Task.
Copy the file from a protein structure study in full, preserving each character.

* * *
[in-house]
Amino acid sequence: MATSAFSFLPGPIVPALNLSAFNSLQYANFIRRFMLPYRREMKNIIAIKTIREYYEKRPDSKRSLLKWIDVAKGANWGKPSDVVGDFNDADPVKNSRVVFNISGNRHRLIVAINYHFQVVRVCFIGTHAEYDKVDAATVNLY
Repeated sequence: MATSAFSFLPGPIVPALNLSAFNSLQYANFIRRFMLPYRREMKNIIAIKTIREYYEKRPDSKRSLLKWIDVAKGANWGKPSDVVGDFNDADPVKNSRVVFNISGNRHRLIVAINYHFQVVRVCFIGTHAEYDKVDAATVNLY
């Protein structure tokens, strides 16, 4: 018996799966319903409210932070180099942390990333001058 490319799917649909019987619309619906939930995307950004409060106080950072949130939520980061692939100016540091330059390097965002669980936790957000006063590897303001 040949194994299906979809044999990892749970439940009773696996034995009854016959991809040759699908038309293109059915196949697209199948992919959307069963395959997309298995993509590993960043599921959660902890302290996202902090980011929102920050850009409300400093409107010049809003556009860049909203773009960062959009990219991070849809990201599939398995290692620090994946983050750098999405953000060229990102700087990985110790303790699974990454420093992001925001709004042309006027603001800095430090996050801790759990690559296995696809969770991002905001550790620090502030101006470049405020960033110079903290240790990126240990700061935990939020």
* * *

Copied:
[in-house]
Amino acid sequence: MATSAFSFLPGPIVPALNLSAFNSLQYANFIRRFMLPYRREMKNIIAIKTIREYYEKRPDSKRSLLKWIDVAKGANWGKPSDVVGDFNDADPVKNSRVVFNISGNRHRLIVAINYHFQVVRVCFIGTHAEYDKVDAATVNLY
Repeated sequence: MATSAFSFLPGPIVPALNLSAFNSLQYANFIRRFMLPYRREMKNIIAIKTIREYYEKRPDSKRSLLKWIDVAKGANWGKPSDVVGDFNDADPVKNSRVVFNISGNRHRLIVAINYHFQVVRVCFIGTHAEYDKVDAATVNLY
């Protein structure tokens, strides 16, 4: 018996799966319903409210932070180099942390990333001058 490319799917649909019987619309619906939930995307950004409060106080950072949130939520980061692939100016540091330059390097965002669980936790957000006063590897303001 040949194994299906979809044999990892749970439940009773696996034995009854016959991809040759699908038309293109059915196949697209199948992919959307069963395959997309298995993509590993960043599921959660902890302290996202902090980011929102920050850009409300400093409107010049809003556009860049909203773009960062959009990219991070849809990201599939398995290692620090994946983050750098999405953000060229990102700087990985110790303790699974990454420093992001925001709004042309006027603001800095430090996050801790759990690559296995696809969770991002905001550790620090502030101006470049405020960033110079903290240790990126240990700061935990939020």